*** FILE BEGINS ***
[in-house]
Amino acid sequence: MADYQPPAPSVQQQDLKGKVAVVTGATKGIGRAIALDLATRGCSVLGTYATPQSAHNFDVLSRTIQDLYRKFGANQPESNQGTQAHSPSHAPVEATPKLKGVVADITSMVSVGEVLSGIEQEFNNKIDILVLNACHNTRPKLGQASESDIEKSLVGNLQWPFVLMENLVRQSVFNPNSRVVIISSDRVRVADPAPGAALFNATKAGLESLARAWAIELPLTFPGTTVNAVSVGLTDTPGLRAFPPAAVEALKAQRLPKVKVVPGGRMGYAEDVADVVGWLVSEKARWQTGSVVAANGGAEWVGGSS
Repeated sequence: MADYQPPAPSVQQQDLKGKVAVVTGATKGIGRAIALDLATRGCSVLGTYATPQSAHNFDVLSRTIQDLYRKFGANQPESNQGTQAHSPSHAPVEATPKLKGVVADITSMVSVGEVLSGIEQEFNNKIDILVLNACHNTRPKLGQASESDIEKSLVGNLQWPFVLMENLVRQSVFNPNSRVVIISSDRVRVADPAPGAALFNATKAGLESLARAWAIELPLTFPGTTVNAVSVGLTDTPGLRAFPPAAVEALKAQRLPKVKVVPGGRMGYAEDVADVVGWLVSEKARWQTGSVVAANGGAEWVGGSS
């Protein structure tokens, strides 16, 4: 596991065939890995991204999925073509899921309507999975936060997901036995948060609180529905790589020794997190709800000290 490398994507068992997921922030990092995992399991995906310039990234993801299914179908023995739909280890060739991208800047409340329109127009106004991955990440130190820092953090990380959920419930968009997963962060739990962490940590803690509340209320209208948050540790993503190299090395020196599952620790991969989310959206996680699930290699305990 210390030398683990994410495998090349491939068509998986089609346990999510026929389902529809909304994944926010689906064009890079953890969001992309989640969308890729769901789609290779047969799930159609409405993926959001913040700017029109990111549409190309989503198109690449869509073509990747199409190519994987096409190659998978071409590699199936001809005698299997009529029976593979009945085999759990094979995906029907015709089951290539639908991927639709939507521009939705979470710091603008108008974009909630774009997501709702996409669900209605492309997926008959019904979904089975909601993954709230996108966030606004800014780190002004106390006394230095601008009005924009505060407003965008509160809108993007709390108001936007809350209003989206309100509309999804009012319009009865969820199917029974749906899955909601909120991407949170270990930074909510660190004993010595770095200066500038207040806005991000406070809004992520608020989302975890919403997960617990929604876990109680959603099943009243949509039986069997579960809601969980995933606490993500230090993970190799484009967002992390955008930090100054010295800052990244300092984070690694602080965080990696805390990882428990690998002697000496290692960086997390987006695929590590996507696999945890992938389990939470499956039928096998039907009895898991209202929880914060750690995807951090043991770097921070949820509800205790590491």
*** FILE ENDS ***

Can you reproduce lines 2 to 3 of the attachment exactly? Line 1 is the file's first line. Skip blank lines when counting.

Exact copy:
Amino acid sequence: MADYQPPAPSVQQQDLKGKVAVVTGATKGIGRAIALDLATRGCSVLGTYATPQSAHNFDVLSRTIQDLYRKFGANQPESNQGTQAHSPSHAPVEATPKLKGVVADITSMVSVGEVLSGIEQEFNNKIDILVLNACHNTRPKLGQASESDIEKSLVGNLQWPFVLMENLVRQSVFNPNSRVVIISSDRVRVADPAPGAALFNATKAGLESLARAWAIELPLTFPGTTVNAVSVGLTDTPGLRAFPPAAVEALKAQRLPKVKVVPGGRMGYAEDVADVVGWLVSEKARWQTGSVVAANGGAEWVGGSS
Repeated sequence: MADYQPPAPSVQQQDLKGKVAVVTGATKGIGRAIALDLATRGCSVLGTYATPQSAHNFDVLSRTIQDLYRKFGANQPESNQGTQAHSPSHAPVEATPKLKGVVADITSMVSVGEVLSGIEQEFNNKIDILVLNACHNTRPKLGQASESDIEKSLVGNLQWPFVLMENLVRQSVFNPNSRVVIISSDRVRVADPAPGAALFNATKAGLESLARAWAIELPLTFPGTTVNAVSVGLTDTPGLRAFPPAAVEALKAQRLPKVKVVPGGRMGYAEDVADVVGWLVSEKARWQTGSVVAANGGAEWVGGSS